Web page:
Ready or not, the Patient Protection and Affordable Care Act will begin open enrollment Oct. 1 for insurance coverage that starts Jan. 1.
We will have glitches; I don’t think there’s anybody who pretends that that won’t happen, employment benefits compliance attorney Doug Powers of the law firm Beckman Lawson said Thursday at a town-hall meeting on the Affordable Care Act.
I’m hopeful this will be successful ultimately, but we will have some bumps in the road, Powers said at the downtown Allen County Public Library, where most of the 230 seats were filled.
Despite confusion and political fighting, the law is here, and it is here to stay, and we have to do what we can to try to make it work, said Paul Chase, an official for Covering Kids and Families of Indiana, a sponsor of the forum.
To that end, forum panelists cited various resources for insurance enrollment information, including the government toll-free phone number 800-318-2596, the website www.healthcare.gov and the Kaiser Family Foundation at www.kff.org.
Mary Haupert, CEO of the nonprofit Neighborhood Health Clinics, said her organization along with Community Action of Northeast Indiana and the Retired Seniors Volunteer Program of Allen County will provide insurance enrollment sites, assistance, community outreach and marketing. Enrollment lasts until March 31.
Panelists praised key benefits of the health care law, including mandatory coverage of people with pre-existing medical conditions, allowing adult children to stay on their parents’ policies until they are 26 years old and rebates if an insurer doesn’t spend at least 80 percent of its premium dollars on medical care. Powers said he recently received a rebate for $403.
Dr. Deborah McMahan, the city-county health commissioner, favors the provision for covering preventive care, such as mammograms and colonoscopies, at no cost to many new customers of health insurance.
Our numbers aren’t very high for screenings, she said. The only way it really helps is if we take advantage of these different services.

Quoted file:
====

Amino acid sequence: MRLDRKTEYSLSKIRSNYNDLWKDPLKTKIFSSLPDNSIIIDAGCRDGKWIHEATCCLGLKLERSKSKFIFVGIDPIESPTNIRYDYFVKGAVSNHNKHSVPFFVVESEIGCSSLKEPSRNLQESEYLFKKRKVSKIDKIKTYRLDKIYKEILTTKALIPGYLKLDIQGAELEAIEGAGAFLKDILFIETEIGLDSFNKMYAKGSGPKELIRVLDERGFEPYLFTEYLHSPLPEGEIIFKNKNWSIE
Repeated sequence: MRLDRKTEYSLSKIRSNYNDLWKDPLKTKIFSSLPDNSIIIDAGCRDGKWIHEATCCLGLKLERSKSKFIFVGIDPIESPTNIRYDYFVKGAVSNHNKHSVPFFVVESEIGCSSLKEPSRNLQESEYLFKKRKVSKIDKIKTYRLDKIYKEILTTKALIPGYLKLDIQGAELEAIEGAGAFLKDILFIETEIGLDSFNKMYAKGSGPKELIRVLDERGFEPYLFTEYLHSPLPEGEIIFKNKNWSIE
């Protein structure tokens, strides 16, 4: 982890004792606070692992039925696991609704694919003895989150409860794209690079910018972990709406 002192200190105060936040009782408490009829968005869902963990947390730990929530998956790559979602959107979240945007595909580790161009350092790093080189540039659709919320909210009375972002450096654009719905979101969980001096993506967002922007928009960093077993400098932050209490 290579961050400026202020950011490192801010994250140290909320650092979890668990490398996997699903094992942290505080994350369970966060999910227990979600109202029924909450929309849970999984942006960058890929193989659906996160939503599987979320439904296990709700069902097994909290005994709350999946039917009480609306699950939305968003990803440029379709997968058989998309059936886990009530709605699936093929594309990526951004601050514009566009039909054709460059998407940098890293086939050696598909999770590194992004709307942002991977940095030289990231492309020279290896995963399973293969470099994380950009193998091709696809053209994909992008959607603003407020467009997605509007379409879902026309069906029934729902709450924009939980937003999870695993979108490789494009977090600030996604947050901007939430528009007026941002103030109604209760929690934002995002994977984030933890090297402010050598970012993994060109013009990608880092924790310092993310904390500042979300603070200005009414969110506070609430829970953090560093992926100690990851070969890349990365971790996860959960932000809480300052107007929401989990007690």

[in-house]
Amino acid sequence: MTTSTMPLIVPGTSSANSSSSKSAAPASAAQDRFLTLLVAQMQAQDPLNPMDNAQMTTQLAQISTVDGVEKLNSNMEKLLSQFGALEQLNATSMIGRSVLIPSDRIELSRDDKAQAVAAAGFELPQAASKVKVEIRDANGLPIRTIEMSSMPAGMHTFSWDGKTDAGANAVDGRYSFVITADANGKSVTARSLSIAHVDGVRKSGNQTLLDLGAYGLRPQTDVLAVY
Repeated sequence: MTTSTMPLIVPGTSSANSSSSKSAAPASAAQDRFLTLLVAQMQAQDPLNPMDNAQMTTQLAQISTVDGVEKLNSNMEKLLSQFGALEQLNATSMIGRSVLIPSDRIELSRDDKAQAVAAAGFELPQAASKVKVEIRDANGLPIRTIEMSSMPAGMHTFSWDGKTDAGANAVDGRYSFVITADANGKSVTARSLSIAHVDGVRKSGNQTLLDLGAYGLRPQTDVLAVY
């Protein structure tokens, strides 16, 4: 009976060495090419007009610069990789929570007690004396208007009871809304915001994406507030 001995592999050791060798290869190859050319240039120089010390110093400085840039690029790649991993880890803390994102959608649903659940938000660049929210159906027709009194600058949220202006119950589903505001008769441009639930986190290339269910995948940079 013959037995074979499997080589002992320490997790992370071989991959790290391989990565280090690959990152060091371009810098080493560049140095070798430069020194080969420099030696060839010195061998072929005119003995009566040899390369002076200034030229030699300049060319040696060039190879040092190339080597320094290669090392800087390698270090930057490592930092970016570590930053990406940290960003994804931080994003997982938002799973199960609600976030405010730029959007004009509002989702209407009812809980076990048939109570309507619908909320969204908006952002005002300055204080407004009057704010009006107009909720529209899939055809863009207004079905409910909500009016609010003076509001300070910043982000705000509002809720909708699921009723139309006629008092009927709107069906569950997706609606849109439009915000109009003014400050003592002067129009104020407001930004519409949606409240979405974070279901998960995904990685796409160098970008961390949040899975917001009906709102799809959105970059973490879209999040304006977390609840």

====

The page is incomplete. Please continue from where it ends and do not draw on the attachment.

Some of the questions were about the costs of the Affordable Care Act. Who pays?
All of us, Powers responded, noting the law is funded by about 30 taxes.
But we will be able to compare apples to apples on these (insurance) exchanges, and theoretically the costs ought to go down because we have a more competitive field, he said.
State Rep. Phil GiaQuinta, D-Fort Wayne, said, We need to think about the money we are going to be saving if the law results in healthier people and workers.
Haupert said, It is going to cost more; it is going to be spread among more people.
But Rep. Matthew Lehman, R-Berne, chairman of the House Insurance Committee, said a delay until 2015 on the large-employer insurance mandate will postpone fines for noncompliance.
That’s potentially billions of dollars that aren’t going to be collected now while the services are being rendered, he said.
McMahan’s take: We spend a lot money now on health care; I think we should be a little disappointed in the results we’re getting.
Still unresolved is whether the state government will expand Medicaid, the health insurance program for low-income people.
Other sponsors of Thursday’s forum were the faith-based HealthVisions of Fort Wayne and the Indiana Minority Health Coalition.